Editorial Content

In 1984, the Supreme Court overturned the long-standing prohibition of editorials by noncommercial stations. Prior to the Supreme Court’s decision, stations were free to carry programs that presented the opinions of individuals or organizations, but could not themselves take editorial stands. The Supreme Court found the editorial ban to be a content-based restriction that violated the First Amendment.

FCC v. League of Women Voters of California, 468 U.S. 364, (1984).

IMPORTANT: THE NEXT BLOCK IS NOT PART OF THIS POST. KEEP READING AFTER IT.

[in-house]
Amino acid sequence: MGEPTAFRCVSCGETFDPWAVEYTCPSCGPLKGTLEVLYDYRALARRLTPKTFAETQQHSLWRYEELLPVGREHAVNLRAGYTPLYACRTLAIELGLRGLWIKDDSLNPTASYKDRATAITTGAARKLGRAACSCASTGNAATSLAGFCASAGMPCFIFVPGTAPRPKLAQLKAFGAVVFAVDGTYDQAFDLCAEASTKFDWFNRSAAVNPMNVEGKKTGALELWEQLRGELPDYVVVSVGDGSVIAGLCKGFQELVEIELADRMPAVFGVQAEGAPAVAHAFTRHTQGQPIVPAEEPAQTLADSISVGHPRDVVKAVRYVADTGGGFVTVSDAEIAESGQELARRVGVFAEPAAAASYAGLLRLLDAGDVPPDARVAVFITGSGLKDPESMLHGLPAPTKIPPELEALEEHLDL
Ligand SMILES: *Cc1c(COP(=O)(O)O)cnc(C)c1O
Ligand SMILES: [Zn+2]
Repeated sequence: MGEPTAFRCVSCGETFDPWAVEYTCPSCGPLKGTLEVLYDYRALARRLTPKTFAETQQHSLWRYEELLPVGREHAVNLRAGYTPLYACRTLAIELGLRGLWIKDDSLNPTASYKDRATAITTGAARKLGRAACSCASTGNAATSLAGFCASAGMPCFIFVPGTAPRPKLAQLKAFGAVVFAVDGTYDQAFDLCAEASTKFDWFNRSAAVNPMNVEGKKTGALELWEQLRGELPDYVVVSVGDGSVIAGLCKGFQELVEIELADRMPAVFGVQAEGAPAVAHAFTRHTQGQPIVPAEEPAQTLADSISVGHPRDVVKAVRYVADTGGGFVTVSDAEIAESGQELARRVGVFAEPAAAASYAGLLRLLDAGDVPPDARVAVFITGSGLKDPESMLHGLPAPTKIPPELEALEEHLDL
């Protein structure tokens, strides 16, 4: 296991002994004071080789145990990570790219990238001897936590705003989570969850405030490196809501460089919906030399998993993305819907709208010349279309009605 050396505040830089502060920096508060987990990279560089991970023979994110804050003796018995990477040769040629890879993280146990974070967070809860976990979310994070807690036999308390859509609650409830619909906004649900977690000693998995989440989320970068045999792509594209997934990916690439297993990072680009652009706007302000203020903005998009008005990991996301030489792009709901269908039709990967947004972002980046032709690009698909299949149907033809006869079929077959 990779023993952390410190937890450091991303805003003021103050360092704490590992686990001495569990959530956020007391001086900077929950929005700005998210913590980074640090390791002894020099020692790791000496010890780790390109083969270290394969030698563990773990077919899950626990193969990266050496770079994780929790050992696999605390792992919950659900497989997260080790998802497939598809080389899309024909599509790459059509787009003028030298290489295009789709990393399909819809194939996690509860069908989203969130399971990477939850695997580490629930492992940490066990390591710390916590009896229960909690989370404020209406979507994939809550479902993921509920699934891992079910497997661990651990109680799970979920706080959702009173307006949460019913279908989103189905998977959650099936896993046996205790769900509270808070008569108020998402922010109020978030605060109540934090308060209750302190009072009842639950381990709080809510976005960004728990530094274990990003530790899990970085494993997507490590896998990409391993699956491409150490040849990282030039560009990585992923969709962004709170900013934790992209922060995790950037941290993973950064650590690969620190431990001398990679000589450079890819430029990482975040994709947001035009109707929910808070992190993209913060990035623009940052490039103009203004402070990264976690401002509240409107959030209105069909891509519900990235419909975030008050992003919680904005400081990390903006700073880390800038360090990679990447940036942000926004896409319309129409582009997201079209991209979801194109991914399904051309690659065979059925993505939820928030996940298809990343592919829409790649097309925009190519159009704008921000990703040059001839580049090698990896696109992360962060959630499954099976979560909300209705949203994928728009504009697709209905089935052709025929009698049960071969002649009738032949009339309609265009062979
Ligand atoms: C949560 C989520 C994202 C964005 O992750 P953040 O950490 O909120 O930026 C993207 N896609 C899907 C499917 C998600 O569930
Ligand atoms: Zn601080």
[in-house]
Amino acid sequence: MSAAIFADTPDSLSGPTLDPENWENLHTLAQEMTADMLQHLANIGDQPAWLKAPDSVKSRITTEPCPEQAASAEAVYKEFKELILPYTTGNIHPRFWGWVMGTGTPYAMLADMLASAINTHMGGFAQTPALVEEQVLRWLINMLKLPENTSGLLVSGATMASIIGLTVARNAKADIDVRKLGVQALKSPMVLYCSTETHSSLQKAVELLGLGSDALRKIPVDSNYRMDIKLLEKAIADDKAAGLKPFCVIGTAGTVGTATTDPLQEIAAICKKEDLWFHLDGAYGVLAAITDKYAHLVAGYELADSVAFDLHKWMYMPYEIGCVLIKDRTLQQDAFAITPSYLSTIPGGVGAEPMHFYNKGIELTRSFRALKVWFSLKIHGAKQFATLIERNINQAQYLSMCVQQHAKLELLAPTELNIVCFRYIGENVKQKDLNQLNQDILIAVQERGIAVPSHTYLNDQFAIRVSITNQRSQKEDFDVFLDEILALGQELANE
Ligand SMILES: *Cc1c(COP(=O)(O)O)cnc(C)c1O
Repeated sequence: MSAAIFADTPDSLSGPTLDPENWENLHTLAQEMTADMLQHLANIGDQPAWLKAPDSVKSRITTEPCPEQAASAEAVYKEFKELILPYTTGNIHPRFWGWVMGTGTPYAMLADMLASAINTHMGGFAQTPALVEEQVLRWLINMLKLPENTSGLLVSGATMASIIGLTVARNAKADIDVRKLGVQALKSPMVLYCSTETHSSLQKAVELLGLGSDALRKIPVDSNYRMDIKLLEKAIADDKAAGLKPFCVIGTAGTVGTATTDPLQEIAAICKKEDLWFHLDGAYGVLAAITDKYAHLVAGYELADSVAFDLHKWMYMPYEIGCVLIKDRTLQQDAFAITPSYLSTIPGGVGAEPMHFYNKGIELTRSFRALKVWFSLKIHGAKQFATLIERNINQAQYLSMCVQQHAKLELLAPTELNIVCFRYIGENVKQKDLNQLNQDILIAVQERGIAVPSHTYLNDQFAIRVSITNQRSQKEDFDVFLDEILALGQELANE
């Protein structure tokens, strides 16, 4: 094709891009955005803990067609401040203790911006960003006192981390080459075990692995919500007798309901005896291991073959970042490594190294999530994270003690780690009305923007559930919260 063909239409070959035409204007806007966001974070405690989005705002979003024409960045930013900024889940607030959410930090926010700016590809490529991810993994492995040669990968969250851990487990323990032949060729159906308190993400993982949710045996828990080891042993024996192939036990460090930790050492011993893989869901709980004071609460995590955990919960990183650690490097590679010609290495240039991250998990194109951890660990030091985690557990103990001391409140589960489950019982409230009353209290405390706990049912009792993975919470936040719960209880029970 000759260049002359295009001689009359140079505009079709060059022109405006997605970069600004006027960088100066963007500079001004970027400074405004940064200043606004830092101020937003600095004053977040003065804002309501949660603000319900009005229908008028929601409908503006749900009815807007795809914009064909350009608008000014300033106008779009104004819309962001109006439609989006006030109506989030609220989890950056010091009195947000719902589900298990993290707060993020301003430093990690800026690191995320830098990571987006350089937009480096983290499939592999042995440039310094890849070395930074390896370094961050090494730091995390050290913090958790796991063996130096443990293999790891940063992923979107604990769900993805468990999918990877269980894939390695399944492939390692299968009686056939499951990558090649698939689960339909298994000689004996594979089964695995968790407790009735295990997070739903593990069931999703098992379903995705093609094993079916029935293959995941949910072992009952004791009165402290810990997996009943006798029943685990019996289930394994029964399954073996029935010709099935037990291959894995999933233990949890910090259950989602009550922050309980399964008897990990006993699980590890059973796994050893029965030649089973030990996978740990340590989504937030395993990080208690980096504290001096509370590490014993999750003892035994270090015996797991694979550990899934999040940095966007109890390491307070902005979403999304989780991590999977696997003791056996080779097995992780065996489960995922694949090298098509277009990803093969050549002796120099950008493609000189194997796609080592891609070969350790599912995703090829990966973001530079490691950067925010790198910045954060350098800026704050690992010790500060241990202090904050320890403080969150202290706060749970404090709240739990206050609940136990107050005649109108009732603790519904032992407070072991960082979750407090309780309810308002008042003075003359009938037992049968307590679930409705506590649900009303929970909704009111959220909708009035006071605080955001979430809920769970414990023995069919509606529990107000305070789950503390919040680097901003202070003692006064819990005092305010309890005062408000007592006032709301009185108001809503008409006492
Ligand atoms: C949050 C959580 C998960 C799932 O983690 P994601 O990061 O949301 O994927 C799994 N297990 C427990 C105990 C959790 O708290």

Although there are no special requirements with regard to identifying station editorials, it is a general journalistic and broadcast practice to state when an opinion has been presented on behalf of the licensee. There are no special logging or Public File requirements for station editorials. The fact that FCC rules do not prohibit station editorials does not, of course mean editorials present no legal problems. Editorializing may implicate other laws such as state defamation law or IRS regulations related to grassroots lobbying.

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